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Ann Ebberson partner Rosling King - Global Banking | FinanceBy Ann Ebberson, partner in Rosling King’s Real Estate Group  

The U.K is going through a cost-of-living crisis driven by a multitude of different factors including the slump in the value of the pound, high inflation outstripping wage increases and thus leading to less disposable income, as well as tax increases.

Given the squeeze on household incomes, there is a real possibility that borrowers will default on their mortgage in numbers not seen since the 2008 global financial crash. Consequently, lenders must consider whether it is now time to review their security and start preparing for, and training staff to deal with, volume defaults.

A borrower can default on their lending in many different ways and defaults are, of course, specific to each lender under the terms of their loan conditions. However, there are types of default which are most common to lenders including:

  1. Defaulting on monthly mortgage payments or mortgage interest.  This will no doubt be the most common and all lenders will be used to dealing with this issue.
  2. Interest only borrowers not able to repay the capital at the end of the term as their investment has fallen over or they were planning to refinance and are no longer able to meet affordability criteria or they are unable to sell due to market conditions.
  3. Allowing the property to fall into disrepair.  With incomes squeezed to their limits, making those necessary repairs to the security properties may not be possible but this could devalue the security property or, with a buy to let, affects its ability to be rented out or the level of rent a borrower is able to charge.  With a leasehold property, this could also cause breaches of the lease leading to claims by the landlord and putting the security at risk.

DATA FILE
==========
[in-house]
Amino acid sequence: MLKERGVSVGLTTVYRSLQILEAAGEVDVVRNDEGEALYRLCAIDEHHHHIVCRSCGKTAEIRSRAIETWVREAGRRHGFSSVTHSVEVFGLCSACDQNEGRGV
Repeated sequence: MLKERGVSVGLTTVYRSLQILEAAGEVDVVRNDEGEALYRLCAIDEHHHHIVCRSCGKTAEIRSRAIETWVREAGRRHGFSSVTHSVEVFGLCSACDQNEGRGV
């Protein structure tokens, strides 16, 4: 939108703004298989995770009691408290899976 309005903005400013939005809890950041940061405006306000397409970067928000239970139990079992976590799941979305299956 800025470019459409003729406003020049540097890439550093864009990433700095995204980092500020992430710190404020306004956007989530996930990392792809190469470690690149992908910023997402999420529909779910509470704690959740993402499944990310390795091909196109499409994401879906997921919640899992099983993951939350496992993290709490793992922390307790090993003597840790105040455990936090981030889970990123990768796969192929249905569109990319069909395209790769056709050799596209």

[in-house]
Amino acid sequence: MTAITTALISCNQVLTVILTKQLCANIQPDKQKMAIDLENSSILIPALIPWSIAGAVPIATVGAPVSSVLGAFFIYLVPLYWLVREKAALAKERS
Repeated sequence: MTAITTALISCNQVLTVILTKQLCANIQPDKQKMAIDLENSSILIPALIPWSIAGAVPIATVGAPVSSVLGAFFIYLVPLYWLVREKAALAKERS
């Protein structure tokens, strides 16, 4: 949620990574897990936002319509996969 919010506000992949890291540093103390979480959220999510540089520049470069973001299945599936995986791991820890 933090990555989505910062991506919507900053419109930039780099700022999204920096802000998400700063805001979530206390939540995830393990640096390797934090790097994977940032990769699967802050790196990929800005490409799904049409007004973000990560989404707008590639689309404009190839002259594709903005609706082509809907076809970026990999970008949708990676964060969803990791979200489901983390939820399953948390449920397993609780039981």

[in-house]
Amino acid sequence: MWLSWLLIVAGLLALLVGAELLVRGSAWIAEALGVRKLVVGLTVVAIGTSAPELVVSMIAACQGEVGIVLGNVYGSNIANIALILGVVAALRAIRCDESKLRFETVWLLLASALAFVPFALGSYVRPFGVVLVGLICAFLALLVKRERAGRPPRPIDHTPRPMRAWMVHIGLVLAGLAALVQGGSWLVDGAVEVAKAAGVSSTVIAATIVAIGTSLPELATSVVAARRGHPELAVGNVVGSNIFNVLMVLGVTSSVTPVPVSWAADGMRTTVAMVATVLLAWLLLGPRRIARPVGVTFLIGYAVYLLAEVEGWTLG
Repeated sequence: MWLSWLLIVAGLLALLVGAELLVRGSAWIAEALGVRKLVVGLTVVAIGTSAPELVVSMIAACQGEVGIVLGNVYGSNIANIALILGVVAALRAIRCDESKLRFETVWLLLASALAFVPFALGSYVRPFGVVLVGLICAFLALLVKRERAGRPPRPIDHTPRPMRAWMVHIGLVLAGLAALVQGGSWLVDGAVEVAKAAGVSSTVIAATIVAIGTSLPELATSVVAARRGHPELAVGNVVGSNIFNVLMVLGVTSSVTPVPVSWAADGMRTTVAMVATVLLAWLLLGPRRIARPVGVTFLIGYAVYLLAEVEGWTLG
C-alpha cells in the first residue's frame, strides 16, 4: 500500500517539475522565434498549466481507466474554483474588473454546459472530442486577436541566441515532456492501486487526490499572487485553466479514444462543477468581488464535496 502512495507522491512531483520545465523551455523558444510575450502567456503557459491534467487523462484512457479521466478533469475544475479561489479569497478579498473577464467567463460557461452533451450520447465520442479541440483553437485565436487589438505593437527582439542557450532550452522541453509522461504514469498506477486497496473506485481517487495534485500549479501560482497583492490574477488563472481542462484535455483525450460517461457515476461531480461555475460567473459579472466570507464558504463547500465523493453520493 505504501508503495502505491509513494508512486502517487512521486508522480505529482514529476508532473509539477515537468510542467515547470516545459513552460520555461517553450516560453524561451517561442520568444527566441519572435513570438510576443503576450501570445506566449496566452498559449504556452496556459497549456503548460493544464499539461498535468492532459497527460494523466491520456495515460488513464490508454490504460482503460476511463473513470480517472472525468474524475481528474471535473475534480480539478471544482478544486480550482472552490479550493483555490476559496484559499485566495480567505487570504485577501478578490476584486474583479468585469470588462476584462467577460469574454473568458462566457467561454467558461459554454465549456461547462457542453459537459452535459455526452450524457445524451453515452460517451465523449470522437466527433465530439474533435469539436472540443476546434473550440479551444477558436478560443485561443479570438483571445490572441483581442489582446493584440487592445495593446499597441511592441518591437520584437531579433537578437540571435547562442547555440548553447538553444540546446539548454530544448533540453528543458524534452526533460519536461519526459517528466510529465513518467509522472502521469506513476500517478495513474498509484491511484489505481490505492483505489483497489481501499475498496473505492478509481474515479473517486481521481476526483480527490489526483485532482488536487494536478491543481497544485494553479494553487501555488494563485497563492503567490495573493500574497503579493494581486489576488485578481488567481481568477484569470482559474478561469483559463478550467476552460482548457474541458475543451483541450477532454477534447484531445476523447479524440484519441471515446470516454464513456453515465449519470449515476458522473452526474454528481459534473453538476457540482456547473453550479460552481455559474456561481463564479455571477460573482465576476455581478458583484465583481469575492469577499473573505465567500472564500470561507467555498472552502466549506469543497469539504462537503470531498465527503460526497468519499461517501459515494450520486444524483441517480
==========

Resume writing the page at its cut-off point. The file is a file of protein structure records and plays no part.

4. Bankruptcy.  Will more Borrowers consider this a way out of mounting debt?
  5. Buildings insurance.  No doubt the loan conditions will require the Borrower to insure the property against the usual risks but this may be seen as an unnecessary cost by the Borrower in the current climate.  For a lender, however, this could be a very real risk to their security property.
  6. Non-payment of service charge or ground rent. In respect of leasehold properties, non-payment of service charge or ground rent will often constitute a default. Lenders should be aware of the power of forfeiture that a landlord holds i.e. termination of a lease. If the lease is forfeited, your security will fall away.

There are a number of options open to lenders to enforce their security in the event of a default or breach of the lender’s security. The options available to lenders are governed by their security and lending conditions, so it is vital that lenders are aware of their existing security and how it entitles them to act.

Some options to consider are:

  • The lender can appoint a Law of Property Act Receiver/Fixed Charge Receiver;
  • Exercising your power of sale under the provisions of the Law of Property Act 1925 and selling the security property;
  • Seeking repossession of and selling the security property; and
  • Enforcing a Guarantee.

Lenders should however be looking for early signs that their borrowers may be facing problems and interacting with them early to try and prevent these problems leading to default on the loans and the above options becoming necessary.


Lenders need to be prepared.  They should take time now to review their security and corresponding documentation and consider all the options available to them. Early  engagement  with their Borrowers is imperative.

Global Banking & Finance Review


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